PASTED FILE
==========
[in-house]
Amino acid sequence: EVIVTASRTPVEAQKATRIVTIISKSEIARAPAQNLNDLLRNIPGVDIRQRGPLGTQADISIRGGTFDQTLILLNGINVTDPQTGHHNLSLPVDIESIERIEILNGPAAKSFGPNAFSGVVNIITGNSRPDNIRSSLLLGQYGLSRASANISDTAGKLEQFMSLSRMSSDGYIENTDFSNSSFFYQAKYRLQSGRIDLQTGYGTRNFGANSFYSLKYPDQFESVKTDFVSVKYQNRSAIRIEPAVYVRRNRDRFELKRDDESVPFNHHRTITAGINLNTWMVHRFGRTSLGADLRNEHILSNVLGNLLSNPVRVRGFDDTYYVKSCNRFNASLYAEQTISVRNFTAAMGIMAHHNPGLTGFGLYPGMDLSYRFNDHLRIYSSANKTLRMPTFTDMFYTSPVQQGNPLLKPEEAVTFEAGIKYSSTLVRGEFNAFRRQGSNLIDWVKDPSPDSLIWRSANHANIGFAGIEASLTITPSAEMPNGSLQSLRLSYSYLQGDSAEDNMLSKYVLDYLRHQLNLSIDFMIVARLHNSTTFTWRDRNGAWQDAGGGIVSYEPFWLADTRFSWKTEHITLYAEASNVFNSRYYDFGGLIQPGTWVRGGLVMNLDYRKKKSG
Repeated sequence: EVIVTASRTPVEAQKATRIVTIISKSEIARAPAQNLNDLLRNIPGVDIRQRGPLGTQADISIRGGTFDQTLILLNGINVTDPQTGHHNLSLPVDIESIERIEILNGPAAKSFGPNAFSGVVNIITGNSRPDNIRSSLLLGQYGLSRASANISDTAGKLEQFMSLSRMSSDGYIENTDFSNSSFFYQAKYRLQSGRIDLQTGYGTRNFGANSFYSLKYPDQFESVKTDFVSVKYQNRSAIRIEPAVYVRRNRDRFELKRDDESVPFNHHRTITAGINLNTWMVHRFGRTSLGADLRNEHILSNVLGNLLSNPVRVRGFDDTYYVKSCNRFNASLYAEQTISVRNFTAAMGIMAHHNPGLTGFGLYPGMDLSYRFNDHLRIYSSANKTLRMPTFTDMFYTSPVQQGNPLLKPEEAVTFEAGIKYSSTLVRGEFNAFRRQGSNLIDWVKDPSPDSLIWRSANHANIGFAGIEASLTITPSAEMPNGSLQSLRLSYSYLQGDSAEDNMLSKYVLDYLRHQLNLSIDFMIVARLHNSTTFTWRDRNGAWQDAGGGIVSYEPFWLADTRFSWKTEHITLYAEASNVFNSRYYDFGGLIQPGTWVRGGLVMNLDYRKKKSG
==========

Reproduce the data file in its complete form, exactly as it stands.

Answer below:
[in-house]
Amino acid sequence: EVIVTASRTPVEAQKATRIVTIISKSEIARAPAQNLNDLLRNIPGVDIRQRGPLGTQADISIRGGTFDQTLILLNGINVTDPQTGHHNLSLPVDIESIERIEILNGPAAKSFGPNAFSGVVNIITGNSRPDNIRSSLLLGQYGLSRASANISDTAGKLEQFMSLSRMSSDGYIENTDFSNSSFFYQAKYRLQSGRIDLQTGYGTRNFGANSFYSLKYPDQFESVKTDFVSVKYQNRSAIRIEPAVYVRRNRDRFELKRDDESVPFNHHRTITAGINLNTWMVHRFGRTSLGADLRNEHILSNVLGNLLSNPVRVRGFDDTYYVKSCNRFNASLYAEQTISVRNFTAAMGIMAHHNPGLTGFGLYPGMDLSYRFNDHLRIYSSANKTLRMPTFTDMFYTSPVQQGNPLLKPEEAVTFEAGIKYSSTLVRGEFNAFRRQGSNLIDWVKDPSPDSLIWRSANHANIGFAGIEASLTITPSAEMPNGSLQSLRLSYSYLQGDSAEDNMLSKYVLDYLRHQLNLSIDFMIVARLHNSTTFTWRDRNGAWQDAGGGIVSYEPFWLADTRFSWKTEHITLYAEASNVFNSRYYDFGGLIQPGTWVRGGLVMNLDYRKKKSG
Repeated sequence: EVIVTASRTPVEAQKATRIVTIISKSEIARAPAQNLNDLLRNIPGVDIRQRGPLGTQADISIRGGTFDQTLILLNGINVTDPQTGHHNLSLPVDIESIERIEILNGPAAKSFGPNAFSGVVNIITGNSRPDNIRSSLLLGQYGLSRASANISDTAGKLEQFMSLSRMSSDGYIENTDFSNSSFFYQAKYRLQSGRIDLQTGYGTRNFGANSFYSLKYPDQFESVKTDFVSVKYQNRSAIRIEPAVYVRRNRDRFELKRDDESVPFNHHRTITAGINLNTWMVHRFGRTSLGADLRNEHILSNVLGNLLSNPVRVRGFDDTYYVKSCNRFNASLYAEQTISVRNFTAAMGIMAHHNPGLTGFGLYPGMDLSYRFNDHLRIYSSANKTLRMPTFTDMFYTSPVQQGNPLLKPEEAVTFEAGIKYSSTLVRGEFNAFRRQGSNLIDWVKDPSPDSLIWRSANHANIGFAGIEASLTITPSAEMPNGSLQSLRLSYSYLQGDSAEDNMLSKYVLDYLRHQLNLSIDFMIVARLHNSTTFTWRDRNGAWQDAGGGIVSYEPFWLADTRFSWKTEHITLYAEASNVFNSRYYDFGGLIQPGTWVRGGLVMNLDYRKKKSG